In September 1962, Barrett had taken a place at the Cambridge Technical College art department, where he met David Gilmour. During the winter of 1962 and early 1963, the Beatles made an impact on Barrett, and he began to play Beatles songs at parties and at picnics. In 1963, Barrett became a Rolling Stones fan and, with then-girlfriend Libby Gausden, saw them perform at a village hall in Cambridgeshire. It was at this point Barrett started writing songs; one friend recalls hearing "Effervescing Elephant" (later to be recorded on his solo album Barrett). Also around this time, Barrett and Gilmour occasionally played acoustic gigs together. Barrett had played bass guitar with Those Without during the summer of 1963 and both bass and guitar with The Hollerin' Blues the next summer. In 1964, Barrett and Gausden saw Bob Dylan perform. After this performance, Barrett was inspired to write "Bob Dylan Blues". Barrett, now thinking about his future, decided to apply for Camberwell College of Arts in London. Barrett enrolled in the college in the summer of 1964 to study painting.

While Pink Floyd began by playing cover versions of American R&B songs,[43] by 1966 they had carved out their own style of improvised rock and roll, which drew as much from improvised jazz. After Bob Klose departed from the band, the band's direction changed. However, the change was not instantaneous, with more improvising on the guitars and keyboards. Mason reflected, "It always felt to me that most of the ideas were emanating from Syd at the time."

At this time, Barrett's reading reputedly included: Grimm's Fairy Tales, Tolkien's The Hobbit and Lord of the Rings, Carlos Castaneda's The Teachings of Don Juan, and The I-Ching. During this period, Barrett wrote most of the songs for Pink Floyd's first album, and also songs that would later appear on his solo albums. In 1966, a new rock concert venue, the UFO (pronounced as "you-foe"), opened in London and quickly became a haven for British psychedelic music. Pink Floyd, the house band, was its most popular attraction and after making appearances at the rival Roundhouse, became the most popular musical group of the "London Underground" psychedelic music scene.

By the end of 1966, Pink Floyd had gained a reliable management team in Andrew King and Peter Jenner. Towards the end of October 1966, Pink Floyd, with King and Jenner, set up Blackhill Enterprises, to manage the group's finances. Blackhill was staffed by lodgers Jenner found in his Edbrooke Road house, and among others, Barrett's flatmate, Peter Wynne Wilson (who became road manager, however, since he had more experience in lighting, he was also lighting assistant). King and Jenner wanted to prepare some demo recordings for a possible record deal, so at the end of October, they booked a session at Thompson Private Recording Studio, in Hemel Hempstead. King said of the demos: "That was the first time I realised they were going to write all their own material, Syd just turned into a songwriter, it seemed like overnight."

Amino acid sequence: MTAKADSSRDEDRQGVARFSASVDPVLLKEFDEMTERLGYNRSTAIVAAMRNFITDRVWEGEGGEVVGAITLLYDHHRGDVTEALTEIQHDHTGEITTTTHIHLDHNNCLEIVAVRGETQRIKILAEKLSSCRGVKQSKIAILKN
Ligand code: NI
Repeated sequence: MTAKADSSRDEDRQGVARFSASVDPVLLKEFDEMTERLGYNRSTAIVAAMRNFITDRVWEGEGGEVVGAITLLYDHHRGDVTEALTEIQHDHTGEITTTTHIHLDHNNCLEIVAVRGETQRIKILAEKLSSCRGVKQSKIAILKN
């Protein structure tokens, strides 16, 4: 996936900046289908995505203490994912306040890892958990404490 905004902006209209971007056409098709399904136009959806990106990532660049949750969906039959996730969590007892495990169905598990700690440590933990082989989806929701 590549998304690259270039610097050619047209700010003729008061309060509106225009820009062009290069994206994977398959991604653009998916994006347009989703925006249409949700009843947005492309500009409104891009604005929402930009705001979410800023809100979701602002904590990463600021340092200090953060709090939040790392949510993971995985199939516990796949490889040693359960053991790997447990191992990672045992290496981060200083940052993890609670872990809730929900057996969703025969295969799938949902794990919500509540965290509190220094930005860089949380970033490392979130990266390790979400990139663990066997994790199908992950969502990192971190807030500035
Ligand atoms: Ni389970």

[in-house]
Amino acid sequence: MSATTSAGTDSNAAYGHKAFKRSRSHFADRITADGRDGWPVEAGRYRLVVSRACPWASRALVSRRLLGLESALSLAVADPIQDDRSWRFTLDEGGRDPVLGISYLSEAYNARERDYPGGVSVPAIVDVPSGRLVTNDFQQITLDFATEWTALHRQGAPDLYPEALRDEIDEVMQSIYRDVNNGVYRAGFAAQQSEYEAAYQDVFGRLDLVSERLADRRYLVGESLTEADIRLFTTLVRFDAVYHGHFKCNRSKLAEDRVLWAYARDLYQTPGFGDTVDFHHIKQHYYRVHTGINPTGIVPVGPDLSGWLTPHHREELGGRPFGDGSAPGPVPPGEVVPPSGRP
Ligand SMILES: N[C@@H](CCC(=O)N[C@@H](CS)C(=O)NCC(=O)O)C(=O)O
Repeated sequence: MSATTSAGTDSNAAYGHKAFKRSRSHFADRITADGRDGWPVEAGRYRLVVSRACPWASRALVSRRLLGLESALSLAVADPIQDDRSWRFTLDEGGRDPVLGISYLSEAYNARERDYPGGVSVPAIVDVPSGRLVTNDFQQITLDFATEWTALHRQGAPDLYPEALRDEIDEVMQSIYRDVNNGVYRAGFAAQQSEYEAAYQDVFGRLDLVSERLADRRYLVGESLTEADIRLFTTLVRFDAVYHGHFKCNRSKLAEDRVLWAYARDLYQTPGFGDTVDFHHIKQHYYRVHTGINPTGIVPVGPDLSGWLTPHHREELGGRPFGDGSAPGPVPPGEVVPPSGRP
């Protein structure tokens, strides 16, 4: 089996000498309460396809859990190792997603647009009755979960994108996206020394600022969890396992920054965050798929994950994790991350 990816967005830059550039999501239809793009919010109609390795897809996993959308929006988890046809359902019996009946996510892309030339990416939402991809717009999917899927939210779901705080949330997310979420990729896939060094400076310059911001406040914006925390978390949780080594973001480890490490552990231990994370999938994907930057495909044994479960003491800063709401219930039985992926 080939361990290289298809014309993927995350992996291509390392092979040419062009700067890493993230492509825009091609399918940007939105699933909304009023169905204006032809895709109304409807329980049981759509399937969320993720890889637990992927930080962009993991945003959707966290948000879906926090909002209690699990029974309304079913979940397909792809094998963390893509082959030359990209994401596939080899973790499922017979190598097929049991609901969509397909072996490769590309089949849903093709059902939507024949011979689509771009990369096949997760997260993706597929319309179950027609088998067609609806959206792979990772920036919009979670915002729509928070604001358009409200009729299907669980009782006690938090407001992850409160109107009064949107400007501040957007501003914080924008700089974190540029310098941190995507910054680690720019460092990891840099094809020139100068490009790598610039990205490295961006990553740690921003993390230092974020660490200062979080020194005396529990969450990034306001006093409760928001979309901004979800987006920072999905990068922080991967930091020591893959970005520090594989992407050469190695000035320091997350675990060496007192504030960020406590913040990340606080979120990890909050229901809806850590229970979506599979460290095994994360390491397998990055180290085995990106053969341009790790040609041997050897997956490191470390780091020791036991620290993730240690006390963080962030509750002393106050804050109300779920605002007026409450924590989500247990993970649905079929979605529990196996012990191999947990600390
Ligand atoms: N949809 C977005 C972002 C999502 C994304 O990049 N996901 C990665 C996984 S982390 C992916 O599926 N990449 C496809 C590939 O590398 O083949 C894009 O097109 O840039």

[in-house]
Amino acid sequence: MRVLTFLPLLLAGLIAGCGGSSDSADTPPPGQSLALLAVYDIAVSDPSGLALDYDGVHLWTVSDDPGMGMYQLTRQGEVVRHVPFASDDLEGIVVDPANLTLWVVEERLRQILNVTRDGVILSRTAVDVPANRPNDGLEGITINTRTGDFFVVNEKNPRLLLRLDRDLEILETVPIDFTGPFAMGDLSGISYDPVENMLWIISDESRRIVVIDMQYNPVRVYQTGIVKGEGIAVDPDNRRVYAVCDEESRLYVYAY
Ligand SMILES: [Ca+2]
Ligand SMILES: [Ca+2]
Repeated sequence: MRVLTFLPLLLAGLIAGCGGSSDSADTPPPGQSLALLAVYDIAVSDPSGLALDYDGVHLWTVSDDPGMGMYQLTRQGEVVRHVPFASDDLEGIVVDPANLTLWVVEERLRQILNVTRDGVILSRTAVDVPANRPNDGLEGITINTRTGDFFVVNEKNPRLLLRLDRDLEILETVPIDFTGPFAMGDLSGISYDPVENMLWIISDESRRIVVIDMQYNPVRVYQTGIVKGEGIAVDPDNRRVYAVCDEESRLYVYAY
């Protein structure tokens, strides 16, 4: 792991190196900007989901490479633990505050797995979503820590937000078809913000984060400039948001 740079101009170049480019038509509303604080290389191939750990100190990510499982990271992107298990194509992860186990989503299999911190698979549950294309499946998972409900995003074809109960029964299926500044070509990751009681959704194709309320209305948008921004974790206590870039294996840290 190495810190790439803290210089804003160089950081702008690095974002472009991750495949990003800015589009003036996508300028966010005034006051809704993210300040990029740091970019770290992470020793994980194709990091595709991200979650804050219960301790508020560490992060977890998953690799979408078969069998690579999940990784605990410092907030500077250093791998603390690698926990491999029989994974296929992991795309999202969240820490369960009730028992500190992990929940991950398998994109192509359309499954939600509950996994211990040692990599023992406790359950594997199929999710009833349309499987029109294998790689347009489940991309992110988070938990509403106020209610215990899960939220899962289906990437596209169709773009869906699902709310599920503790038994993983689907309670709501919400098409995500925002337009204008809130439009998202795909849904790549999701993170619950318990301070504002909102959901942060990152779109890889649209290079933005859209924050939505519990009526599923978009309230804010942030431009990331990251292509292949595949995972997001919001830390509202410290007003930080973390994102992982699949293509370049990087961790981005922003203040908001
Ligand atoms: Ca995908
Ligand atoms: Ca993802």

King and Jenner befriended American expatriate Joe Boyd, the promoter of the UFO Club, who was making a name for himself as one of the more important entrepreneurs on the British music scene. The newly hired booking agent, Bryan Morrison, and Boyd had proposed sending in better quality recordings. From Morrison's agency the band played a gig outside London for the first time. In November, the band performed the first (of many) strangely named concerts: Philadelic Music for Simian Hominids, a multimedia event arranged by the group's former landlord, Mike Leonard, at Hornsey College of Art. They performed at the Free School for the following two weeks, before performing at the Psychodelphia Versus Ian Smith event at the Roundhouse in December, arranged by the Majority Rule for Rhodesia Campaign, and an Oxfam benefit at the Albert Hall (the band's biggest venue up to this point).

At the beginning of 1967, Barrett was dating Jenny Spires (who would later marry future Stars member Jack Monck). However, unknown to Barrett, Spires had an affair with Peter Whitehead. Spires convinced Whitehead (who thought the band sounded like "bad Schoenberg") to use Pink Floyd in a film about the swinging London scene. So at the cost of £80, in January, Whitehead took the band into John Wood's Sound Techniques in Chelsea, with promoter Joe Boyd in tow. Here, the band recorded a 16-minute version of "Interstellar Overdrive" and another composition, "Nick's Boogie". Whitehead had filmed this recording, which was used in the film Tonite Let's All Make Love in London and later on the video release of London '66–'67. Whitehead later commented about the band that: "They were just completely welded together, just like a jazz group".